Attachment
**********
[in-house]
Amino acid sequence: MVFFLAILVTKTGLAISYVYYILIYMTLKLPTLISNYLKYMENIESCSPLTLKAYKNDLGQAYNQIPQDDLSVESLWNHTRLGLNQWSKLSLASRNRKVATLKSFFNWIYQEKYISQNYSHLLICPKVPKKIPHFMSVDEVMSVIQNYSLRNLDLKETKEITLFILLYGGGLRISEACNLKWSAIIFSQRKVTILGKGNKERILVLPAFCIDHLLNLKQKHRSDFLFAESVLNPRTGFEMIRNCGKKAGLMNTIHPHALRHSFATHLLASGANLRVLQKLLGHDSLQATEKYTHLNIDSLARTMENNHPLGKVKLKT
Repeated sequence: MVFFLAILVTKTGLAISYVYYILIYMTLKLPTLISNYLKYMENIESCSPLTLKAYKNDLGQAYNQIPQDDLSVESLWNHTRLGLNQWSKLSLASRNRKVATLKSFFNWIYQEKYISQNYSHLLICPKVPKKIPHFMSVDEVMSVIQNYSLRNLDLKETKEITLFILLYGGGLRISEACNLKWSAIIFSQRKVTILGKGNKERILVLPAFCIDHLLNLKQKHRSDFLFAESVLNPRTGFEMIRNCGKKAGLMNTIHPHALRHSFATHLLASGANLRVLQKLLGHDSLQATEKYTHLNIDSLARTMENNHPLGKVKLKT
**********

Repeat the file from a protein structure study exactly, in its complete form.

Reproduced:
[in-house]
Amino acid sequence: MVFFLAILVTKTGLAISYVYYILIYMTLKLPTLISNYLKYMENIESCSPLTLKAYKNDLGQAYNQIPQDDLSVESLWNHTRLGLNQWSKLSLASRNRKVATLKSFFNWIYQEKYISQNYSHLLICPKVPKKIPHFMSVDEVMSVIQNYSLRNLDLKETKEITLFILLYGGGLRISEACNLKWSAIIFSQRKVTILGKGNKERILVLPAFCIDHLLNLKQKHRSDFLFAESVLNPRTGFEMIRNCGKKAGLMNTIHPHALRHSFATHLLASGANLRVLQKLLGHDSLQATEKYTHLNIDSLARTMENNHPLGKVKLKT
Repeated sequence: MVFFLAILVTKTGLAISYVYYILIYMTLKLPTLISNYLKYMENIESCSPLTLKAYKNDLGQAYNQIPQDDLSVESLWNHTRLGLNQWSKLSLASRNRKVATLKSFFNWIYQEKYISQNYSHLLICPKVPKKIPHFMSVDEVMSVIQNYSLRNLDLKETKEITLFILLYGGGLRISEACNLKWSAIIFSQRKVTILGKGNKERILVLPAFCIDHLLNLKQKHRSDFLFAESVLNPRTGFEMIRNCGKKAGLMNTIHPHALRHSFATHLLASGANLRVLQKLLGHDSLQATEKYTHLNIDSLARTMENNHPLGKVKLKT